Many farmers have made it common practice to give animals antibiotics to ensure they are healthy, even if the animal would not otherwise be healthy. The Food and Drug Administration, however, will be limiting some of this process in an effort to keep human antibiotic resistance from growing. Article source: Animal antibiotic use partially banned by FDA
01/06/2012 - 5:20am
Okay, explain the antiobotics in the animals food supply?? What they stop eatting before they are butchered?
11/18/2010 - 2:44pm
That doesn't take into account the antibiotics in the animal's waste which then get into the ecosystem. So much of the antibiotic is excreted from the animal's system that it is a concern. Other animals are fed manure that can contain antibiotics. Are those animals kept out of the food supply until any ingested anitbiotics are gone?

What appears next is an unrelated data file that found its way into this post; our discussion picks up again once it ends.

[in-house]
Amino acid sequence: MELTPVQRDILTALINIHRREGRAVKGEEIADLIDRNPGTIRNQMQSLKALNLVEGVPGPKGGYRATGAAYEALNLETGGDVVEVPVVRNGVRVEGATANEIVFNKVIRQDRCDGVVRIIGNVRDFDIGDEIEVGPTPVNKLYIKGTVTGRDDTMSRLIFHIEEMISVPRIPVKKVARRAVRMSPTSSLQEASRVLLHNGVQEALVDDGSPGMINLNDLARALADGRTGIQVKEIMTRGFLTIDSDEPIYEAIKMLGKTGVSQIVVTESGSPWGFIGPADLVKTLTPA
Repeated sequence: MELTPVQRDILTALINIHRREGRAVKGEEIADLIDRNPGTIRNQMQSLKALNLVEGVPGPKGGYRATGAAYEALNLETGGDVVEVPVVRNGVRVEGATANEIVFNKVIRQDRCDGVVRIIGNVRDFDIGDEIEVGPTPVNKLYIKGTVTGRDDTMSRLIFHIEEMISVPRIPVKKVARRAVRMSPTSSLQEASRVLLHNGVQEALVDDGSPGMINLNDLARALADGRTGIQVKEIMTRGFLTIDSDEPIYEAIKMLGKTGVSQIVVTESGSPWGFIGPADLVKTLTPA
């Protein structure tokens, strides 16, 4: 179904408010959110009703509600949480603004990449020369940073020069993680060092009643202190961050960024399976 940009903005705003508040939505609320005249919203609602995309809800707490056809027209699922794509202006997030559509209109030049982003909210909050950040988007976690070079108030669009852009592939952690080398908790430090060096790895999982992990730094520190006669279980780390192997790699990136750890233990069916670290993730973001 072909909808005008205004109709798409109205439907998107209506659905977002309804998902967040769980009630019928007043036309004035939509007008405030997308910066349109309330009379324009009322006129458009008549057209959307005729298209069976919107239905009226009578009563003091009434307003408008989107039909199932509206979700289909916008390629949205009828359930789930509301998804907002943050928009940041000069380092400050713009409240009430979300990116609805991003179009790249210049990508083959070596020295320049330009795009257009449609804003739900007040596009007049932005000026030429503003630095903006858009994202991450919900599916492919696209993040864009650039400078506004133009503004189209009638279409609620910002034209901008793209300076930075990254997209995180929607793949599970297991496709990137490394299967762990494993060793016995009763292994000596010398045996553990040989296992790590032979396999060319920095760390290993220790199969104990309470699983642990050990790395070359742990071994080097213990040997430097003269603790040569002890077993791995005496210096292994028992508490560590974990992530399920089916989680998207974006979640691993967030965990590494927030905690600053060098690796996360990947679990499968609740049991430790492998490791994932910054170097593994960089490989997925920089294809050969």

There are measures farms can take to reduce the impact on the surrounding environment, suche as plant buffers. This science daily article discusses that. http://www.sciencedaily.com/releases/2010/02/100212172539.htm
The run-off from animal waste can also enter the water supply where the antibiotics are not completely removed during treatment. http://www.keepantibioticsworking.com/new/resources_library.cfm?refID=37604
11/18/2010 - 1:27pm
When I heat up chicken in the microwave, I get rid of all the fat - as well as a blob of melten-plastic looking stuff that is not a natural part of the chicken. It looks like chemical-like industrial waste to me. I throw that away with the fat.
If I do not heat up the chicken in the microwave and instead cook it in a pot with water, etc, I would be eating that blob of industrial waste: all of it. A huge amount per annum.
What is that stuff? Do you have an idea?